Contact • Vol.16 No.1 2016
14 T&T’s Economic Downturn - Positive Through Entrepreneurial Lenses 18 Public/Private Partnerships as a formula for diversification 20 Case study: Villages as Businesses The Lopinot experience 24 La Brea Shipyard Development 26 What every business person should know
6 The time is now
28 Economic and Financial Statistics 30 Economic Outlook 32 Year end 2015 review
8 T&T Enterprise: to boldly invest where no one has invested before
36 Lower oil prices and T&T energy 38 Energy Statistics 48 Member Profile
10 Agriculture - More lies beneath the surface
52 Welcome to New Members 54 Advertisers
Editor: Halima Khan Editorial Board: Communications Committee: Robert Trestrail, Catherine Kumar, Hugh Ferreira, Anthony Agostini, Andrew Johnson, Dalia King, Michele Celestine, Marva Newton
12 Case study: The UpMarket Story
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La Brea Shipyard Development by Wilfred de Gannes, CEO, Shipbuilding & Repair Development Co. of T&T Ltd.
he recent Trinidad and Tobago Parliamentary debate that centred around the Motion, ‘Increase of Loan Ceiling under The Development Loans Act’ and tabled by the Minister of Finance and Member of Parliament the Honourable Colm Imbert, in the 7th Sitting, 11th Parliament in early December, 2015 points in the right direction as it is required for the much needed diversification for the economic survival of Trinidad and Tobago. One such diversification strategy involves the country’s thrust into the meaningful development and expansion of the maritime sectors, particularly Shipbuilding and Repair, both of which were equally highlighted in the respective September 2015 Election Manifestos of the two major political parties.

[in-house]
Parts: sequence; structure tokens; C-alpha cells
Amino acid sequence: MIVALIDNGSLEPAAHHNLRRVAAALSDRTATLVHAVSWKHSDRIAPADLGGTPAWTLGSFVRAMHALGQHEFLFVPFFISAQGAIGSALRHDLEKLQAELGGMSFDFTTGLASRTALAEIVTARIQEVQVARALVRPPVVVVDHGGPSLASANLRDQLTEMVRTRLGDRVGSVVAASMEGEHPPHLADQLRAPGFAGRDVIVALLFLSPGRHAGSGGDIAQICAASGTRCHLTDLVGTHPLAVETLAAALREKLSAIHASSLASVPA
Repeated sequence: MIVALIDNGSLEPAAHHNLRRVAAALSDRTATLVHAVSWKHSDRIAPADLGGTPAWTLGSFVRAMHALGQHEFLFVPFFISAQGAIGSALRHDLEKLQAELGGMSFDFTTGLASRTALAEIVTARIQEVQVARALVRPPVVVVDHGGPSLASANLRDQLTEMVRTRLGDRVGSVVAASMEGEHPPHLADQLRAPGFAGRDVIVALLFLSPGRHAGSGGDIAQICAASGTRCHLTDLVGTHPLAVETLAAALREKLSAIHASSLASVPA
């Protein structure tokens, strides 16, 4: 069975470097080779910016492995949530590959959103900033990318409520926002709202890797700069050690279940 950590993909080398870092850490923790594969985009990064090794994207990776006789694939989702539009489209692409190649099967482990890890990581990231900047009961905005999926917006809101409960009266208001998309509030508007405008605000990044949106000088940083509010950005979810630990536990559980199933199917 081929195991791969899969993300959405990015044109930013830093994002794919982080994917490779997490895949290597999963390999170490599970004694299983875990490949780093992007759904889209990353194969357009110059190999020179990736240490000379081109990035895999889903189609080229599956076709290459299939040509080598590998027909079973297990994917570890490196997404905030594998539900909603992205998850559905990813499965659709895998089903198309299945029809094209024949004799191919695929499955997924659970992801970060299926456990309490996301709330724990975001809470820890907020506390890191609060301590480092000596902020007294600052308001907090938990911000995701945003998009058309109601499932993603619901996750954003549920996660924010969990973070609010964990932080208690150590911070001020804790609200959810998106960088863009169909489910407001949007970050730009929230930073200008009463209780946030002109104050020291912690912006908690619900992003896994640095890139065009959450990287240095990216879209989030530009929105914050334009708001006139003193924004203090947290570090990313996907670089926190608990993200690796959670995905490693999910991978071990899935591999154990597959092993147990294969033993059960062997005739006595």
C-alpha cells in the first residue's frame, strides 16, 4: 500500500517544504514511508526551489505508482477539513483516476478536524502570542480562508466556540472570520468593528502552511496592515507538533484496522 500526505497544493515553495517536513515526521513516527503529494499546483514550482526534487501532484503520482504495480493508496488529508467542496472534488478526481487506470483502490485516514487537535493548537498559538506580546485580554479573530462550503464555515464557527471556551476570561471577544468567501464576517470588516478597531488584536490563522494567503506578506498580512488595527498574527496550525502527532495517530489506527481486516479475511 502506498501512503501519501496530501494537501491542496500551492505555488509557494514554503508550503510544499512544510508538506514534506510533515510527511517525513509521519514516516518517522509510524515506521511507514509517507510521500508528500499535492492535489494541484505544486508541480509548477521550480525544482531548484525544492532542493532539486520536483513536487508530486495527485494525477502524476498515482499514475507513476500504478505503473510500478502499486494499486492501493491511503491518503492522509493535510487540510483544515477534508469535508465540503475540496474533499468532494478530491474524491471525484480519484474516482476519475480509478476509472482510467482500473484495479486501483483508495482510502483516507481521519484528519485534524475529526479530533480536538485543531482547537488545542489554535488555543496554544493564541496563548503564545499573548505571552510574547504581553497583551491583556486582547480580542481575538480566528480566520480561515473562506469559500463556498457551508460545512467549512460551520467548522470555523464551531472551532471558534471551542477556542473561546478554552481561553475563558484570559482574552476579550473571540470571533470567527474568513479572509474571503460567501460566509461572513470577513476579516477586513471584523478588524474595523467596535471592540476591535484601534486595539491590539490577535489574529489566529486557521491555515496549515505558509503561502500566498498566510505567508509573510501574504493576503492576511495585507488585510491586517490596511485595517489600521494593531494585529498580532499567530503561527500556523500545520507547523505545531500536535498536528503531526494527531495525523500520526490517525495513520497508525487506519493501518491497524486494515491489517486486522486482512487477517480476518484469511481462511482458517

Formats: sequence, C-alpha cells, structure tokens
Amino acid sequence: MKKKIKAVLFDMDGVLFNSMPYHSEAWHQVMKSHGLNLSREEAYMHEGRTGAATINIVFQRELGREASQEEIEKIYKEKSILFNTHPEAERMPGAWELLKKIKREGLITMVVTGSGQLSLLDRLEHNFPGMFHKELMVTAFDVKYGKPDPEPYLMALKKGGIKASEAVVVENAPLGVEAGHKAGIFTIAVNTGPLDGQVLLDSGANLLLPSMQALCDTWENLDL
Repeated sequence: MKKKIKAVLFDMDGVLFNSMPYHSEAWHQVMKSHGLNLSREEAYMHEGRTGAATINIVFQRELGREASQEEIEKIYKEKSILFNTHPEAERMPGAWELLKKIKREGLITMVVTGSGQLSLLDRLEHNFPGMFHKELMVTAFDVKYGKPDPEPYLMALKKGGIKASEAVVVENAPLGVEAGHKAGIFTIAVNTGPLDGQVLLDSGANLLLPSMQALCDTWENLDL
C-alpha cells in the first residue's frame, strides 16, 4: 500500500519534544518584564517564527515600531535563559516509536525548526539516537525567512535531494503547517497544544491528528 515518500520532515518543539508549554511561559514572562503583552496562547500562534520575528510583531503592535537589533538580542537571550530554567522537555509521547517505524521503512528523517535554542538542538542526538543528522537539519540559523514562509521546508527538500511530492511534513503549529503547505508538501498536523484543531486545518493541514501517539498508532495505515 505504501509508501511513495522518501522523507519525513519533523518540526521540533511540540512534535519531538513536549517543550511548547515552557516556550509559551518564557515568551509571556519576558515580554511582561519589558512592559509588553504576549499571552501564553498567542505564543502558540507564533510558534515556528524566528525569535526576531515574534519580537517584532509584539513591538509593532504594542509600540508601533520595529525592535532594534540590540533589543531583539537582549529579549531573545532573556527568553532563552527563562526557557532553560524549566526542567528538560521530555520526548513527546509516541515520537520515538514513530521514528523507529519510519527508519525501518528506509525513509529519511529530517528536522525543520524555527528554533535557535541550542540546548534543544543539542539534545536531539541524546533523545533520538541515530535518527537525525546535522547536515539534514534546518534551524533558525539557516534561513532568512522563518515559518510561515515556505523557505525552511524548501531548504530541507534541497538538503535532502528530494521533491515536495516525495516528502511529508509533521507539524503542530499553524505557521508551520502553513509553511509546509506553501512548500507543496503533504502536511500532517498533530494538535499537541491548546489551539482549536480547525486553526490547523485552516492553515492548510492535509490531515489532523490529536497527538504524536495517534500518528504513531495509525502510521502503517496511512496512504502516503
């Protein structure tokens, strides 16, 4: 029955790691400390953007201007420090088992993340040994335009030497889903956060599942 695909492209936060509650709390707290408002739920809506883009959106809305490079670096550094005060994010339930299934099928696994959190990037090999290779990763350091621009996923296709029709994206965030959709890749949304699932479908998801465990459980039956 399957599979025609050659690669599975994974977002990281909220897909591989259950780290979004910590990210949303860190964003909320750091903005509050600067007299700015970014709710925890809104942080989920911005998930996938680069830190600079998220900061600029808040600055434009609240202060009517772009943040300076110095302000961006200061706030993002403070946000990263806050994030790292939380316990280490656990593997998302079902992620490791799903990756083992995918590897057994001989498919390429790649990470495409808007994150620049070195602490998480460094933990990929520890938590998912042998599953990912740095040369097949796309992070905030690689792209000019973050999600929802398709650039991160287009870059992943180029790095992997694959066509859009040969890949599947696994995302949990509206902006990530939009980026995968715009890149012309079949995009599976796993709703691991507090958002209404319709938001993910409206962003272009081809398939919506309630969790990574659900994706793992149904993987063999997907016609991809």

the House of Representatives and in the Senate mention that the Motion tabled will assist the current government Administration to honour contractual agreements already entered into. One of these signed agreements was the Design, Build and Finance of a United States Five hundred million dollar (USD500 Million) Shipyard development project at La Brea, South Western Trinidad which had been proposed by the Shipbuilding and Repair Development Company of Trinidad and Tobago Limited (SRDC), the commercial entity of the Cluster, since September, 2010. This large-scale industrial project, which has already been endorsed by both community residents and environmental activists alike, will permit the country additional opportunities to dry dock large ‘Panamax’ ocean-going ships, in a Graving Dock (A dry dock where the hulls of ships are repaired and maintained). This, together with the creation of a number of alongside repair berths to handle up to Aframax sized tanker ships (80,000-120,000 DWT) which frequent the southernmost regions, including the Caribbean Sea and are mainly utilized in the ocean transportation of crude oil between refineries, located in both The Bolivarian Republic of Venezuela and the United States of America. The Bolivarian Republic of Venezuela cannot be ignored when we speak of expanding Trinidad and Tobago’s maritime sector, as they presently have one of the larger, more established maritime Universities in the region, located in Vargas State and known as La Universidad Nacional Experimental Marítima del Caribe (UMC) together with a large fleet of Aframax tankers that assist in their crude oil exports. In 2014, The Bolivarian Republic of Venezuela was also the fourth largest supplier of imported crude oil to the United States, behind Canada, Saudi Arabia and Mexico, according to the United States Energy Information Administration (EIA). In December 2015, the SRDC with the kind assistance of its Stakeholders facilitated an inward visit by a Maritime Graduate from the UMC. This was the first visitor from The Bolivarian Republic of Venezuela and has also followed similarly inward sponsored visits by maritime related personnel from the United Kingdom in 2009 and the People’s Republic of China in 2012. With the construction and commencement of Shipyard operations at the new La Brea Shipyard site, expected to be completed in 2018 by China Harbor Engineering Company Limited (CHEC) and project financing arranged by the Trinidad and Tobago government and the Export-Import Bank of China, this also represents a tremendous opportunity for Trinidad and Tobago to earn large amounts of much needed foreign exchange. In fact, the SRDC has envisaged that this Shipyard may have to operate twenty-four hours-a-day, seven days a week, similar to the Republic of Singapore, undertaking both scheduled and emergency repairs of ocean-going ships, much in the same manner in which it has become a global maritime leader from its smaller island mass. The Republic of Singapore is calculated to be one-fifth the size of Trinidad and Tobago and where a ship movement (arrivals and departures) occurs at a rate of one ship every three minutes, approximately.